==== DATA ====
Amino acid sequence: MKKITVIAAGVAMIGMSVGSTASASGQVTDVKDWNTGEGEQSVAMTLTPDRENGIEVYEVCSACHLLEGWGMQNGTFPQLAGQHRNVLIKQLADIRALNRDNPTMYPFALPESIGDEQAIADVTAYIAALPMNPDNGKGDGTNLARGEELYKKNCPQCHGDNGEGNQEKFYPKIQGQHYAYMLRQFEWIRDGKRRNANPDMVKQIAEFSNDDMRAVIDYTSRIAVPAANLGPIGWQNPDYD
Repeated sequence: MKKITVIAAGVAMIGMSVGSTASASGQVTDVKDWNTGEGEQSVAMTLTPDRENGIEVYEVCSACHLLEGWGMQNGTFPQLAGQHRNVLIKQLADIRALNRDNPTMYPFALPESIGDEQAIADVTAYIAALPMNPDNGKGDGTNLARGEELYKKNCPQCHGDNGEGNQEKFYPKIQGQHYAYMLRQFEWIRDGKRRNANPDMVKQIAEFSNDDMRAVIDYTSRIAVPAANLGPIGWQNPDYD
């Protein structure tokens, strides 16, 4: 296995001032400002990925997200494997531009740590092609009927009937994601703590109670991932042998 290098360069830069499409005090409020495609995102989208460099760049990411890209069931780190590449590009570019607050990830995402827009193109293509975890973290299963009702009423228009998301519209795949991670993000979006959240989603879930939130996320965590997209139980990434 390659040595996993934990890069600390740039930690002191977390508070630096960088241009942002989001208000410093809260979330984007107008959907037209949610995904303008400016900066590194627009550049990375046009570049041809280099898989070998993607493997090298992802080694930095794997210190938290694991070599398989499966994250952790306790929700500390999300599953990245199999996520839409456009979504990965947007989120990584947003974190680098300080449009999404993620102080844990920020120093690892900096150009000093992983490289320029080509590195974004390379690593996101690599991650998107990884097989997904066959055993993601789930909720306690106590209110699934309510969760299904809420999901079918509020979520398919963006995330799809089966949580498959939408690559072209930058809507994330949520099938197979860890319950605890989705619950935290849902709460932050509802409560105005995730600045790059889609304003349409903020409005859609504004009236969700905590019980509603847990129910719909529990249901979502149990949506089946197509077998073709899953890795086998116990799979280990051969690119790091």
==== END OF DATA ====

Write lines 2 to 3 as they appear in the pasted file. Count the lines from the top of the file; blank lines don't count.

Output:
Repeated sequence: MKKITVIAAGVAMIGMSVGSTASASGQVTDVKDWNTGEGEQSVAMTLTPDRENGIEVYEVCSACHLLEGWGMQNGTFPQLAGQHRNVLIKQLADIRALNRDNPTMYPFALPESIGDEQAIADVTAYIAALPMNPDNGKGDGTNLARGEELYKKNCPQCHGDNGEGNQEKFYPKIQGQHYAYMLRQFEWIRDGKRRNANPDMVKQIAEFSNDDMRAVIDYTSRIAVPAANLGPIGWQNPDYD
């Protein structure tokens, strides 16, 4: 296995001032400002990925997200494997531009740590092609009927009937994601703590109670991932042998 290098360069830069499409005090409020495609995102989208460099760049990411890209069931780190590449590009570019607050990830995402827009193109293509975890973290299963009702009423228009998301519209795949991670993000979006959240989603879930939130996320965590997209139980990434 390659040595996993934990890069600390740039930690002191977390508070630096960088241009942002989001208000410093809260979330984007107008959907037209949610995904303008400016900066590194627009550049990375046009570049041809280099898989070998993607493997090298992802080694930095794997210190938290694991070599398989499966994250952790306790929700500390999300599953990245199999996520839409456009979504990965947007989120990584947003974190680098300080449009999404993620102080844990920020120093690892900096150009000093992983490289320029080509590195974004390379690593996101690599991650998107990884097989997904066959055993993601789930909720306690106590209110699934309510969760299904809420999901079918509020979520398919963006995330799809089966949580498959939408690559072209930058809507994330949520099938197979860890319950605890989705619950935290849902709460932050509802409560105005995730600045790059889609304003349409903020409005859609504004009236969700905590019980509603847990129910719909529990249901979502149990949506089946197509077998073709899953890795086998116990799979280990051969690119790091």